THE GLASS CEILING was about to be shattered. With the Red Wings' Nicklas Lidstrom ready to lift the world's most elegant and imposing 35-pound weight—Detroit led the Pittsburgh Penguins in the Stanley Cup finals three games to one with Game 5 being played when SI went to press on Monday night—the team captain was poised to break the last barrier to making the NHL a truly global game. ¬∂ The Red Wings' fourth Cup in 11 years, and the 11th in franchise history, would validate their claim to being the dominant NHL team of their era, the triumph of puck possession over chip-in-and-chase hockey as well as old-time verities like scouting, drafting and player development. But most important, a Detroit victory would dispel the hoary notion that a European-born and trained player—in this case, Lidstrom, a Swede—could not captain a Stanley Cup champion: the old myth and the C.
This is an article from the June 9, 2008 issue
The first time an NHL commissioner hands the Cup to a European, says Red Wings general manager Ken Holland, "is a big deal, but everyone's got to get over it and realize these guys are all hockey players. It's been almost 20 years since that first Russian guy [Sergei Priakin] went to Calgary. More than 30 years since [Swedish defenseman Borje] Salming came over to Toronto. Look at Pittsburgh—loaded with key Europeans Evgeni Malkin, Marian Hossa, Petr Sykora. If Pittsburgh doesn't have its Europeans and we don't have ours, neither of us gets to the final. To say you can only have so many is nonsense. That's old thinking."
The thinking is so archaic, it can be traced all the way back to 2007. When the Anaheim Ducks won the Cup last spring, after eliminating Detroit in the Western Conference finals, they had two European skaters: venerable right wing Teemu Selanne and checking center Samuel Pahlsson. G.M. Brian Burke delighted in saying that Pahlsson, a jagged-edged Swede, was so tough that he seemed to hail from Red Deer, Alberta. Burke's implication was transparent: A standard-issue European was not gritty enough to make an important contribution to a serious playoff team, at least not his serious playoff team. This was Euros trashed—even in a league in which roughly 25% of players come from overseas. Early in the second round of the playoffs last month, Holland asked a guest in his office, "Why do people still think we're a soft team?" Thirty seconds into a rambling reply citing the Wings' loss to Anaheim last year, Holland interjected, "Because of our passports, right?"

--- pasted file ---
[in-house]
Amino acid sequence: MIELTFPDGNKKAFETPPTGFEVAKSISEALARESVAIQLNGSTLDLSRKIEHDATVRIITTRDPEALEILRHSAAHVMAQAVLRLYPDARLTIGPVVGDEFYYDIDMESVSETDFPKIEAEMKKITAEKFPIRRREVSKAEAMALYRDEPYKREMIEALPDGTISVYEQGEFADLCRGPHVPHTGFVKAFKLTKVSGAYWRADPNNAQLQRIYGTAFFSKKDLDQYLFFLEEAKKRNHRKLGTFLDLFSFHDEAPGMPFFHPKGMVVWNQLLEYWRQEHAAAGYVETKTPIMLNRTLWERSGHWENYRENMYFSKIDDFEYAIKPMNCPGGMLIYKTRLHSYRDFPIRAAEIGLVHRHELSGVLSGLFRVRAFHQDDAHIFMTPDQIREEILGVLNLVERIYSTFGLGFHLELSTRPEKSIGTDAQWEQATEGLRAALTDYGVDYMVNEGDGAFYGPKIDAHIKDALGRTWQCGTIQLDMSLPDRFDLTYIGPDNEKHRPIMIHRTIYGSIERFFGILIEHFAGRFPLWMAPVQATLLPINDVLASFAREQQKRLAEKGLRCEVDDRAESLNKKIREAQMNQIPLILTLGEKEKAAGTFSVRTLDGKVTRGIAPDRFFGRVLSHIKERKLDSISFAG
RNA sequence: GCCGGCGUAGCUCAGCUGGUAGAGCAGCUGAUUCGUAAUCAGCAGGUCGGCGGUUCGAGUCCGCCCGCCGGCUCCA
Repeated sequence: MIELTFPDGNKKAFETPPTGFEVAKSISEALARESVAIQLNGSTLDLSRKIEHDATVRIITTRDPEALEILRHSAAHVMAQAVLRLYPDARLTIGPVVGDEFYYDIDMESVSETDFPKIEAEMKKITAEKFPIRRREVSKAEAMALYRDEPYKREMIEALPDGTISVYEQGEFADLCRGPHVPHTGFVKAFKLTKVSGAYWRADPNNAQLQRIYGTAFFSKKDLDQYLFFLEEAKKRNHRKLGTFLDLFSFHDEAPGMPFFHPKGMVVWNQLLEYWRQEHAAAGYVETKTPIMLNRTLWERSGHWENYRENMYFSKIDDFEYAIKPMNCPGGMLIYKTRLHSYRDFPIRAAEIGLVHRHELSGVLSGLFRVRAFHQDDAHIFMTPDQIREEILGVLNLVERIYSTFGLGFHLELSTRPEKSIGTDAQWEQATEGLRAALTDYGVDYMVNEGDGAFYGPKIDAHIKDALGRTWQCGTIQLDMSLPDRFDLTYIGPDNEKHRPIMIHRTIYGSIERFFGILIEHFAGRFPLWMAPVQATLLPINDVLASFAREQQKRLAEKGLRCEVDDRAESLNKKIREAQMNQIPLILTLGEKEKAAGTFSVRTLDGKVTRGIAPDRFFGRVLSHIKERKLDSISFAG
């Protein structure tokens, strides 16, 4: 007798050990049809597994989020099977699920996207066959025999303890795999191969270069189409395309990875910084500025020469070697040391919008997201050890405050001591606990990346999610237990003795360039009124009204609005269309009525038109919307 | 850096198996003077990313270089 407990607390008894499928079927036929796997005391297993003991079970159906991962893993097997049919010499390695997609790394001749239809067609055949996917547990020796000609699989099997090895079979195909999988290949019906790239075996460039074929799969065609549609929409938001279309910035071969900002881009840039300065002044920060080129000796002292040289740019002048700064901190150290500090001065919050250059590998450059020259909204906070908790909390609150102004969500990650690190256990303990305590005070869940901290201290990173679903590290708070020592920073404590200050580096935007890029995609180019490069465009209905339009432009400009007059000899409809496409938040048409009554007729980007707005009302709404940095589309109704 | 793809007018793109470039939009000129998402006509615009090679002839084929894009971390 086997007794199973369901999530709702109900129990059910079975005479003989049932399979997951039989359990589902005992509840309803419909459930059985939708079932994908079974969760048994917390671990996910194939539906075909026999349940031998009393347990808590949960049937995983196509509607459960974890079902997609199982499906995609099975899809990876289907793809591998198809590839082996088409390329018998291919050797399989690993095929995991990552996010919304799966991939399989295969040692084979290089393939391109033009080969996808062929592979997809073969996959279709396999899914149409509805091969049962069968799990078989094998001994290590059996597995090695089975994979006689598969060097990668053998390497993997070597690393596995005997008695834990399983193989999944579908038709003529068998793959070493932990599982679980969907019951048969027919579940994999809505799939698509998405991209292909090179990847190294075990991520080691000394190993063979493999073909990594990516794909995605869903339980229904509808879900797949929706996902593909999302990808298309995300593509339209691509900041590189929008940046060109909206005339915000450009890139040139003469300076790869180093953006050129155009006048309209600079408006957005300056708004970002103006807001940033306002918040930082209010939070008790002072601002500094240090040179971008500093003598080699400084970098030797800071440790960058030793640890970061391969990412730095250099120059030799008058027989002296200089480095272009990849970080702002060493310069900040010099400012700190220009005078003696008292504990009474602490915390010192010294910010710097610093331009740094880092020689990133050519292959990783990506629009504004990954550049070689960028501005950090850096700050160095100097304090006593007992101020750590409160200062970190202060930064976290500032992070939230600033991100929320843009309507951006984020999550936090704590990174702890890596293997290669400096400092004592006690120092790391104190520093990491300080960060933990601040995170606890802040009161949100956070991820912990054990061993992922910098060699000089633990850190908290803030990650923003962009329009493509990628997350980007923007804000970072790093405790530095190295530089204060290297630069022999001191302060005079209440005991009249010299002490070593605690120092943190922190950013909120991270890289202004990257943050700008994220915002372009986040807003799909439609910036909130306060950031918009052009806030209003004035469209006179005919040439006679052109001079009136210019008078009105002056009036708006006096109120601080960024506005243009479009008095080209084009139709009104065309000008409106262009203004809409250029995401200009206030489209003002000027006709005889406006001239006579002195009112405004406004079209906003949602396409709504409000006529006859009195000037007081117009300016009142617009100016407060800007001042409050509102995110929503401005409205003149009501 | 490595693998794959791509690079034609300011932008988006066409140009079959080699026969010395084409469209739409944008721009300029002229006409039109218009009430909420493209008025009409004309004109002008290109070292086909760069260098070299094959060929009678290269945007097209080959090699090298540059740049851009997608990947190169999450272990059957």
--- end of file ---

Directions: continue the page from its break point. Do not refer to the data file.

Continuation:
At the time, the Red Wings were barging through the postseason with six forwards on their top two lines and two exceptional defensemen, all from Europe. Lidstrom, the 38-year-old cyborg blueliner, is a finalist for a sixth Norris Trophy; fellow Swedish defender Niklas Kronwall throws seismic bodychecks, which were infrequent on the larger international-sized rinks that he grew up on but play a prominent role in North America. Swedish left wing Henrik Zetterberg and Russian center Pavel Datsyuk, the wizards on the No. 1 line, were Detroit's leading scorers throughout the playoffs. That was no shock, but this was: The 5'11", 197-pound Datsyuk was second on the Red Wings in playoff hits through Game 4, with 49. He even went so far as to muss up the considerably larger Penguins forward Ryan Malone for a late hit on Zetterberg and to go all Ivan Drago on Gary Roberts for apparently taking a run at Johan Franzen.